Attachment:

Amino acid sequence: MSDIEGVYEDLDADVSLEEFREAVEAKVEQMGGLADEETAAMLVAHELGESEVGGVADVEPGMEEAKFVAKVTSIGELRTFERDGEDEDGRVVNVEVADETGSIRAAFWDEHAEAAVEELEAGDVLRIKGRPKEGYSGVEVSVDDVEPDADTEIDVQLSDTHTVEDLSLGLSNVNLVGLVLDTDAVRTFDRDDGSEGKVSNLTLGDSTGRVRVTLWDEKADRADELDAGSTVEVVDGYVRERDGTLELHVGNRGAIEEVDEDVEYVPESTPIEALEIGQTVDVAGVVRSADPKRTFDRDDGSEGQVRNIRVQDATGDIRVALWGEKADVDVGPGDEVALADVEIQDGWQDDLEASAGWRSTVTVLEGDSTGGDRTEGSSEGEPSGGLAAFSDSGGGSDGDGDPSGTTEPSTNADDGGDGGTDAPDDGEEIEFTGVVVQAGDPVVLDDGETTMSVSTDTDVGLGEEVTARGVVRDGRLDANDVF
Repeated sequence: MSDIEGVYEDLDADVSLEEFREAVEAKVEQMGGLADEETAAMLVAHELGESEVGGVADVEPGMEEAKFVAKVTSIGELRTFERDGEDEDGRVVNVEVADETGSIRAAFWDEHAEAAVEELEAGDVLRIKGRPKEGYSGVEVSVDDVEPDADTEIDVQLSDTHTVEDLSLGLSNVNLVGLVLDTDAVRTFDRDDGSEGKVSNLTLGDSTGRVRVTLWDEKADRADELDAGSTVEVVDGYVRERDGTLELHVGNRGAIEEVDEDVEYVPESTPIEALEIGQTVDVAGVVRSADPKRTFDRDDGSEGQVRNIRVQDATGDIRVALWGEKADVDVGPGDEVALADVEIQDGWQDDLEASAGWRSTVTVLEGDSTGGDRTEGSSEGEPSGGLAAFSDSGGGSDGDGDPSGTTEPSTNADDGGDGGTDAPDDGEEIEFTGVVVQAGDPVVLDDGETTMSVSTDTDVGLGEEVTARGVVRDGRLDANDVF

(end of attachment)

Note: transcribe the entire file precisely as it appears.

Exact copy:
Amino acid sequence: MSDIEGVYEDLDADVSLEEFREAVEAKVEQMGGLADEETAAMLVAHELGESEVGGVADVEPGMEEAKFVAKVTSIGELRTFERDGEDEDGRVVNVEVADETGSIRAAFWDEHAEAAVEELEAGDVLRIKGRPKEGYSGVEVSVDDVEPDADTEIDVQLSDTHTVEDLSLGLSNVNLVGLVLDTDAVRTFDRDDGSEGKVSNLTLGDSTGRVRVTLWDEKADRADELDAGSTVEVVDGYVRERDGTLELHVGNRGAIEEVDEDVEYVPESTPIEALEIGQTVDVAGVVRSADPKRTFDRDDGSEGQVRNIRVQDATGDIRVALWGEKADVDVGPGDEVALADVEIQDGWQDDLEASAGWRSTVTVLEGDSTGGDRTEGSSEGEPSGGLAAFSDSGGGSDGDGDPSGTTEPSTNADDGGDGGTDAPDDGEEIEFTGVVVQAGDPVVLDDGETTMSVSTDTDVGLGEEVTARGVVRDGRLDANDVF
Repeated sequence: MSDIEGVYEDLDADVSLEEFREAVEAKVEQMGGLADEETAAMLVAHELGESEVGGVADVEPGMEEAKFVAKVTSIGELRTFERDGEDEDGRVVNVEVADETGSIRAAFWDEHAEAAVEELEAGDVLRIKGRPKEGYSGVEVSVDDVEPDADTEIDVQLSDTHTVEDLSLGLSNVNLVGLVLDTDAVRTFDRDDGSEGKVSNLTLGDSTGRVRVTLWDEKADRADELDAGSTVEVVDGYVRERDGTLELHVGNRGAIEEVDEDVEYVPESTPIEALEIGQTVDVAGVVRSADPKRTFDRDDGSEGQVRNIRVQDATGDIRVALWGEKADVDVGPGDEVALADVEIQDGWQDDLEASAGWRSTVTVLEGDSTGGDRTEGSSEGEPSGGLAAFSDSGGGSDGDGDPSGTTEPSTNADDGGDGGTDAPDDGEEIEFTGVVVQAGDPVVLDDGETTMSVSTDTDVGLGEEVTARGVVRDGRLDANDVF